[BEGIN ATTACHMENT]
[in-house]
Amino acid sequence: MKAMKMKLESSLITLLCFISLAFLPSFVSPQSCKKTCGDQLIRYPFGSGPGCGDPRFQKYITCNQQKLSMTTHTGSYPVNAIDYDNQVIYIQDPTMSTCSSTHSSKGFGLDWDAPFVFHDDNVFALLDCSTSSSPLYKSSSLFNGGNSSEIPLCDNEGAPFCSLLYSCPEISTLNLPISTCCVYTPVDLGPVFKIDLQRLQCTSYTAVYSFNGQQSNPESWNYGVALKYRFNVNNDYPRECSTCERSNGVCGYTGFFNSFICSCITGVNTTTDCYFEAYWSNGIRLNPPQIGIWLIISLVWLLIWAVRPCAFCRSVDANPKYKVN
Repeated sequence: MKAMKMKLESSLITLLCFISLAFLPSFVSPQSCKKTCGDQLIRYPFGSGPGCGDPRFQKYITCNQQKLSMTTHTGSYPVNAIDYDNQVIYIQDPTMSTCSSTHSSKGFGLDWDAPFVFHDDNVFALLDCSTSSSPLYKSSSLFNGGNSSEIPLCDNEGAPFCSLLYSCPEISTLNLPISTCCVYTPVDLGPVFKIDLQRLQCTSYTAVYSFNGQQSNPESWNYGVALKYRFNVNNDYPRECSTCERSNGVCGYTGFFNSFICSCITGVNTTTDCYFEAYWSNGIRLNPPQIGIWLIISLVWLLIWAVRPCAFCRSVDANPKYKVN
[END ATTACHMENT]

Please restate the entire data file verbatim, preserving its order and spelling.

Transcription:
[in-house]
Amino acid sequence: MKAMKMKLESSLITLLCFISLAFLPSFVSPQSCKKTCGDQLIRYPFGSGPGCGDPRFQKYITCNQQKLSMTTHTGSYPVNAIDYDNQVIYIQDPTMSTCSSTHSSKGFGLDWDAPFVFHDDNVFALLDCSTSSSPLYKSSSLFNGGNSSEIPLCDNEGAPFCSLLYSCPEISTLNLPISTCCVYTPVDLGPVFKIDLQRLQCTSYTAVYSFNGQQSNPESWNYGVALKYRFNVNNDYPRECSTCERSNGVCGYTGFFNSFICSCITGVNTTTDCYFEAYWSNGIRLNPPQIGIWLIISLVWLLIWAVRPCAFCRSVDANPKYKVN
Repeated sequence: MKAMKMKLESSLITLLCFISLAFLPSFVSPQSCKKTCGDQLIRYPFGSGPGCGDPRFQKYITCNQQKLSMTTHTGSYPVNAIDYDNQVIYIQDPTMSTCSSTHSSKGFGLDWDAPFVFHDDNVFALLDCSTSSSPLYKSSSLFNGGNSSEIPLCDNEGAPFCSLLYSCPEISTLNLPISTCCVYTPVDLGPVFKIDLQRLQCTSYTAVYSFNGQQSNPESWNYGVALKYRFNVNNDYPRECSTCERSNGVCGYTGFFNSFICSCITGVNTTTDCYFEAYWSNGIRLNPPQIGIWLIISLVWLLIWAVRPCAFCRSVDANPKYKVN